Hot News: September 6 - Years Of Living Dangerously

Hot News: September 6

By Climate Nexus

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US, China Formally Join Paris Agreement: The United States and China formally joinedthe Paris Agreement a day before the G20 Summit in Hangzhou, raising hopes that the climate accord could enter into force this year. The two countries are the first major emitters to join the climate pact, bringing the total number of nations to 26 comprising 39 percent of global emissions. For the agreement to enter into force, 55 countries representing 55 percent of global emissions must join. At the end of the summit, G20 leaders committed to ratifying the agreement and said they “welcome efforts to allow its entry into force by the end of 2016.” Joining the Paris Agreement is President Obama’s latest step toward cementing his climate legacy and ensuring that the US remains a global leader on the issue. (NewsGuardian,  ReutersWashington Post $, APNew York Times $, Politico Pro $, LA Times $, Financial Times $, BloombergPoliticoIB Times $, The HillBBCIndian ExpressInsideClimate NewsThe HinduChristian Science MonitorClimate HomeCommentaryAP, Seth Borenstein & Josh Lederman analysisIndependent editorialThinkProgress, Gwynne Taraska & Andrew Light op-edGuardian, Fiona Harvey analysisClimate Home, Shelagh Whitley op-ed)

Flooding On The Rise…Nuisance flooding along the East and Gulf Coasts of the US is increasing as sea levels rise and cities find themselves sinking due to climate change. Areas such as Tybee Island, Georgia and Fort Lauderdale, Florida are reporting an increased number of tidal flooding events that are affecting traffic, swamping basements and interfering with storm water systems. Though local governments, like those in the Miami area, have begun to act, state and federal action has been wanting. (New York Times $, Mashable)

…As Climate Change Turns Up the Heat on Storms: Hermine, a rare hurricane-turned tropical storm, brought strong winds, dangerous currents and property damage to Florida and mid-Atlantic states over Labor Day weekend. The slow-moving storm is expected to weaken in the next few days as it lingers in the Atlantic, but could continue to affect coastal states. The risk of storm surge has risen in recent years because of sea level rise, and warming waters can fuel stronger hurricanes. A new study also shows that typhoons across Asia have intensified by 50 percent since the 1970s due to warmer seas. (Hermine: New York Times $, AP, GuardianAtlanticCBS LocalBoston GlobeMashableTyphoons: AP, Phys.orgClimate CentralSydney Morning Herald $, GuardianNew ScientistCommentary: FiveThirtyEight, Eric Holthaus op-edBackground: Climate Signals)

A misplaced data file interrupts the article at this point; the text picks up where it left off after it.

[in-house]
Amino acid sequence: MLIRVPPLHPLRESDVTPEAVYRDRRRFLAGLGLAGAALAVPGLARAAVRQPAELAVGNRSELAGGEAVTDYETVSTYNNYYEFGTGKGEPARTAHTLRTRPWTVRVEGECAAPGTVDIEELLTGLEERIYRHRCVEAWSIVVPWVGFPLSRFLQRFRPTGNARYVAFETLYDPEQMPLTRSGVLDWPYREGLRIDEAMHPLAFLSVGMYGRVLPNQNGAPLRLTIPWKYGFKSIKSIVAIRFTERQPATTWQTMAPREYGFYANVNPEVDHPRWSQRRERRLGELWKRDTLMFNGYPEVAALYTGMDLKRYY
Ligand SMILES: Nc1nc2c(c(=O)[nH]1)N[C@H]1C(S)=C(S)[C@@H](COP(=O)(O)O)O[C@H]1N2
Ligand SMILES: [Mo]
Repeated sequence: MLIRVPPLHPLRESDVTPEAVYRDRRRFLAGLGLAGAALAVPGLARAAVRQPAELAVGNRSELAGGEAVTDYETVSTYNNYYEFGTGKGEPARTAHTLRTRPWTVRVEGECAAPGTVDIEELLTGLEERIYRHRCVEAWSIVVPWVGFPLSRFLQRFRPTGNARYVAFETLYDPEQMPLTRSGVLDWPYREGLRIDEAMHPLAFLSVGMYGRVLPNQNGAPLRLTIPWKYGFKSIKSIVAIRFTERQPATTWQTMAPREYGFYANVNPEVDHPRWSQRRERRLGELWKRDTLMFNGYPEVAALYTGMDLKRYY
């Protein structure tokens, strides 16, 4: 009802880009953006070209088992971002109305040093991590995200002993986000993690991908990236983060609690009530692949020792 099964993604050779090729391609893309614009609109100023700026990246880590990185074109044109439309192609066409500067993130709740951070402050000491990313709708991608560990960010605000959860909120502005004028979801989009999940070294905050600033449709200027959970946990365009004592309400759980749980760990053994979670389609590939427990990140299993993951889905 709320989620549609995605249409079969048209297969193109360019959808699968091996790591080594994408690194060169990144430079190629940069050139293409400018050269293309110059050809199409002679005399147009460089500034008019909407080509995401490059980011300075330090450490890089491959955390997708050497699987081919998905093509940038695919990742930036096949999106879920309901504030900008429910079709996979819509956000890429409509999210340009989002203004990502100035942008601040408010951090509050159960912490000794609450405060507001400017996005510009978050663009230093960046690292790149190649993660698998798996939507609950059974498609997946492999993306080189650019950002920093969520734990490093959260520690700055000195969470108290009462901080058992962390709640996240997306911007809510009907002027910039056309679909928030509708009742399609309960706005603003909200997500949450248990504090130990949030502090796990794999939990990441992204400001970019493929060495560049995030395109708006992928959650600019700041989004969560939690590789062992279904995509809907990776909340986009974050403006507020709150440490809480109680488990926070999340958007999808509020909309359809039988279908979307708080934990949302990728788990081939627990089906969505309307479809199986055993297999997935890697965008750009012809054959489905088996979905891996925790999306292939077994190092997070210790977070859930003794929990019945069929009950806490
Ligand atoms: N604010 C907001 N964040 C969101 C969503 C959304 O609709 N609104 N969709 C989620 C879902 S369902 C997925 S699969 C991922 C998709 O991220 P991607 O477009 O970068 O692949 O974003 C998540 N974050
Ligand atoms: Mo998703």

Support for Global Aviation Emissions Deal: The US, China and Europe pledged support for a global, market-based measure to curb emissions from the airline industry. Aviation emissions, which are not covered by the Paris Agreement, represent about two percent of global carbon emissions. The countries’ support has increased momentum for a global aviation deal to be finalized during a late September meeting held by the UN’s International Civil Aviation Organization. (ReutersClimate HomeWall Street Journal $, Carbon Pulse $, Korean Portal)

US News
  • U.S. companies tout climate policies, fund climate skeptics (Reuters)
  • Future climate change field test doesn’t make Earth greener (APPhys.org)
  • Trickiest energy bill fights may come over water provisions (Politico Pro $)
  • ‘Rolling coal’ in diesel trucks, to rebel and provoke (New York Times $)
  • Hottest summer? Snowiest winter? Yes, data shows, weather is getting more extreme (Boston Globe $)
  • Maryland balks at push for deeper cuts to power-plant carbon emissions (Washington Post $)
  • Tackling food waste as a way to save the climate, too (InsideClimate News)
  • For lizards, climate change is a deadly — and complex — threat (NPRIB Times$)